And there he was, avoiding eye-contact again. Fenris leaned his sword against the wall without a word. He was plenty dangerous without it, even against two mages… one of whom was currently straightening the dusty books on a shelf Fenris didn’t know was there. Irritation was an itch between his shoulderblades.

"Mage," Fenris growled impatiently. "I would like to know what this is about."

Artemis flinched, fingers still flitting over book spines. Dust. Everywhere. "It has to do with your mansion," he said to the books. "This mansion. On the bright side, you don’t have to worry about being evicted."

Fenris’s eyes narrowed. That was an odd thing to say. "I wasn’t worried," he said. "That’s why I answer the door with my sword." He waited, but Artemis didn’t elaborate. "What did you do?"

"I… I may have bought the mansion."

"See! That wasn’t so hard!" Cormac chimed in from the doorway.

"You bought my house." Fenris blinked. "I have gone from living in a house owned by my former master to living in a house owned by … what, my new master? Mages. All the same."

"Whoa, no. Not like that." Cormac held up his hands. "You can’t own the house. You don’t have the standing. We do. I’m the heir, so our place is assumed to be mine, by default. It’s not that weird for a second son to take another place in town, though, and this one’s been sitting empty for… longer than we’ve been here, from the looks of it."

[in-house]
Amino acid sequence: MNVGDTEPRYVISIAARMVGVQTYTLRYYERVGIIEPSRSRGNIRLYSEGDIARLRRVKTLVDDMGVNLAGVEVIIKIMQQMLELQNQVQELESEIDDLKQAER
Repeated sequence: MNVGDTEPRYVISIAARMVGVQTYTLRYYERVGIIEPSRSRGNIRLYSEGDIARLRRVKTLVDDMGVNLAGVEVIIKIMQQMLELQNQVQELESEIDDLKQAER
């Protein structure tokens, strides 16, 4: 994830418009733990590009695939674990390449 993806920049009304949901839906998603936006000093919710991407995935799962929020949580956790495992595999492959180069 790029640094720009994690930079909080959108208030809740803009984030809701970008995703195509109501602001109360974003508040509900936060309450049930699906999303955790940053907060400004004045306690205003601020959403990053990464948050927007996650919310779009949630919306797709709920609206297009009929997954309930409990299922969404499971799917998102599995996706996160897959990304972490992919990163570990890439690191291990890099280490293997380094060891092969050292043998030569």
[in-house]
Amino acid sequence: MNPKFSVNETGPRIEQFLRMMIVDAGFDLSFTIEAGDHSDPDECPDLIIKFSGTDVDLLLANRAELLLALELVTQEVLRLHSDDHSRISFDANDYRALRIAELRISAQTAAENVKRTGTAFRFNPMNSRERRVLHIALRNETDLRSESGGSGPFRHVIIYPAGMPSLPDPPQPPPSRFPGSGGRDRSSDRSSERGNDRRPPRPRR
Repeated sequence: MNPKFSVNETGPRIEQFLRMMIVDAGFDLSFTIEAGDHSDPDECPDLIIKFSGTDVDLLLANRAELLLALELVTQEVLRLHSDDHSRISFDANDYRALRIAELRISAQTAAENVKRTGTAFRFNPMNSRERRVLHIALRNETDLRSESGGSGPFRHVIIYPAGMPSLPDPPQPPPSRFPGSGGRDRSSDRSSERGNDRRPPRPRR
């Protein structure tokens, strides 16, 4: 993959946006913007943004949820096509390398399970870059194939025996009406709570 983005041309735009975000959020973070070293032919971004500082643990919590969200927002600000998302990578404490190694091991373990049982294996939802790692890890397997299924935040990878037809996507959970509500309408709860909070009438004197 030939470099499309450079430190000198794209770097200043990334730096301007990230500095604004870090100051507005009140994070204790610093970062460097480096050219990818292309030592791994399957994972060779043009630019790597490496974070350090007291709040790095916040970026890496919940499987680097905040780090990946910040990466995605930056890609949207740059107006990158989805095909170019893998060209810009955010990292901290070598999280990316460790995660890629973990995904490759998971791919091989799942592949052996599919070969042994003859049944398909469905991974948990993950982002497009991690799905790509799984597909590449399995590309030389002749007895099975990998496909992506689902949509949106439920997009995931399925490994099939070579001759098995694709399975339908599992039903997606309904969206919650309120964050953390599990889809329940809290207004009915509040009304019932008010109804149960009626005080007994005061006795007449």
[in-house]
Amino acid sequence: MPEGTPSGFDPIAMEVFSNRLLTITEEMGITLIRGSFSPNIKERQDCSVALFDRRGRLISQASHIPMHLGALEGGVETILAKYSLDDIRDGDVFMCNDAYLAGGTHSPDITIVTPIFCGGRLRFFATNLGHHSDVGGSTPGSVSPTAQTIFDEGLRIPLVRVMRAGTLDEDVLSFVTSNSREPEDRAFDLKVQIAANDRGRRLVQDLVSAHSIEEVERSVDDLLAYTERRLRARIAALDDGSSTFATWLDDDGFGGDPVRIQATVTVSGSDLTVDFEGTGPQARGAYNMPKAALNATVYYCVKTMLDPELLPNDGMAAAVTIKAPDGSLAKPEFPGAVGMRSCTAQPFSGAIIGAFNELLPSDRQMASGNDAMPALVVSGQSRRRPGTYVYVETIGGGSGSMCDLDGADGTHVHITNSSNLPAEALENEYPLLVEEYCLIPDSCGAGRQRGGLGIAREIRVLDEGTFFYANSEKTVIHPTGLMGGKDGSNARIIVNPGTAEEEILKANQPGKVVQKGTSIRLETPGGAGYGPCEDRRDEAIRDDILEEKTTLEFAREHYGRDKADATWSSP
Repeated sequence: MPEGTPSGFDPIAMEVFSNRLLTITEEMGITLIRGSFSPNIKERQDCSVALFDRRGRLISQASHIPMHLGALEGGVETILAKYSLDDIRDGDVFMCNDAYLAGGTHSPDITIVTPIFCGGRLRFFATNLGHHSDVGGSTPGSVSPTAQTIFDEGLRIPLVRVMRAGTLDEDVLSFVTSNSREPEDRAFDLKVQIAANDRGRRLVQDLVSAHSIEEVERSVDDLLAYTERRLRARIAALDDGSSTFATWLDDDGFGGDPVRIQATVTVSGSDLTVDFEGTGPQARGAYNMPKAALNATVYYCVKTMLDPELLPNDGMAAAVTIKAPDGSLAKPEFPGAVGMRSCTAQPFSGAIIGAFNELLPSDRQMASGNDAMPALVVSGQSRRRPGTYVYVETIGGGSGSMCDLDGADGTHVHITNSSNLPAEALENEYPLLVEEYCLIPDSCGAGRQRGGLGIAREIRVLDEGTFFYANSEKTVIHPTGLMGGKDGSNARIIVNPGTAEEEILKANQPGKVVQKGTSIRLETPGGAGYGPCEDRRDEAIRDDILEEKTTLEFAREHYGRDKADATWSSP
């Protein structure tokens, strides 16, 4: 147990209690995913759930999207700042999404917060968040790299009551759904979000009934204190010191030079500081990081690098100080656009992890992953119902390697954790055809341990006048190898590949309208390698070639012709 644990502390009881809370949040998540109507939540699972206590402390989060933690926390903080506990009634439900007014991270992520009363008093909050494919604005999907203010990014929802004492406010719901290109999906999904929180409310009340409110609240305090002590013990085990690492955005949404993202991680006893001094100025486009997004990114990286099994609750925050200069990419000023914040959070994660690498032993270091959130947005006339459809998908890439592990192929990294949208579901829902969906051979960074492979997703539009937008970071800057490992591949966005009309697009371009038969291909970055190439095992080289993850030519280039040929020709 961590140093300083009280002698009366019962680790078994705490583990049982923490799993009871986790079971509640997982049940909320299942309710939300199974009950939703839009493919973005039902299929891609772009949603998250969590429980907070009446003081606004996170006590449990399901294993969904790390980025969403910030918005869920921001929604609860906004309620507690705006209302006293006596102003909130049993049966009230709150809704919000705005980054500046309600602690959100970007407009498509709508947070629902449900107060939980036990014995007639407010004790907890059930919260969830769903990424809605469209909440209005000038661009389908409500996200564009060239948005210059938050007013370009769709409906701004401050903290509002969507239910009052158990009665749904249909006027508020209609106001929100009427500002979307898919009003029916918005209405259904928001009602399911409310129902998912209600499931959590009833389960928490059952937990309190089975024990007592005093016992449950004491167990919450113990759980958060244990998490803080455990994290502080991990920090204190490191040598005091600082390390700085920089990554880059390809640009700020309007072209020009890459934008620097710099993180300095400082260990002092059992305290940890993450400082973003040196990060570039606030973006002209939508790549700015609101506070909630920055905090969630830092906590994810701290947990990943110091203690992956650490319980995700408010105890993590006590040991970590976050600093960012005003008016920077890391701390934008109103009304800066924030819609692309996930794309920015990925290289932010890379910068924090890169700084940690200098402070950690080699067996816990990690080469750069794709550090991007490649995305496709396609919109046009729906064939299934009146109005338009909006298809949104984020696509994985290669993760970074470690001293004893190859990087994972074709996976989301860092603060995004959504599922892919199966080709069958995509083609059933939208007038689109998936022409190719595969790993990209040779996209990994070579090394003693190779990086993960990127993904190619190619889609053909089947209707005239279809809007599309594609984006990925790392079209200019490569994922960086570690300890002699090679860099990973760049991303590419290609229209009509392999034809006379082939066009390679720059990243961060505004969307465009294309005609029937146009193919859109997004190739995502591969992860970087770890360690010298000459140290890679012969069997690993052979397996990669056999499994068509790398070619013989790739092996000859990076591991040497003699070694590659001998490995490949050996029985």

"So, this is some unasked charity, then?" Fenris demanded. "It was my house, and I needed nothing."

"Except a roof that doesn’t leak," Cormac pointed out. "You can have that, now. It’s a favour for a friend."

"I didn’t ask for anything!" Fenris insisted, fingertips scraping against his palms as his fingers curled and uncurled. He wished he’d put on the gauntlets, when he got up.

"And this is why he didn’t want to tell you."

"Look, Fenris, nothing has changed!" Artemis was quick to sputter. He turned pleading eyes Fenris’s way, but all he got was a cold stare in reply. "Absolutely nothing! This place is yours and always has been. I just… I just wanted to keep the vultures from circling, so that you wouldn’t have to hide the fact that you were living here. I won’t touch a thing you don’t want me to. I won’t even clean. I—" Artemis realized he was still straightening books as he said this. "I… er. I won’t even clean starting now." He crossed his arms across his chest to keep from touching anything.

He wished Fenris had kept the sword after all. It couldn’t cut half as well as his glare. "I did not run away from Tevinter to become bound by another mage," he said, voice dangerously soft in a way that made Artemis’s hackles raise. He turned away from both mages, and from this angle Artemis could see his jaw muscles clenching. "I suggest you both leave before I do something I might regret."

Artemis hadn’t felt this small since he was a child, his mother scolding him for making Bethany cry. "Fenris…" He reached for the elf’s spiky shoulder, but Fenris caught his wrist before it could touch him. Those green eyes were close, dangerously close, and sharp as glass.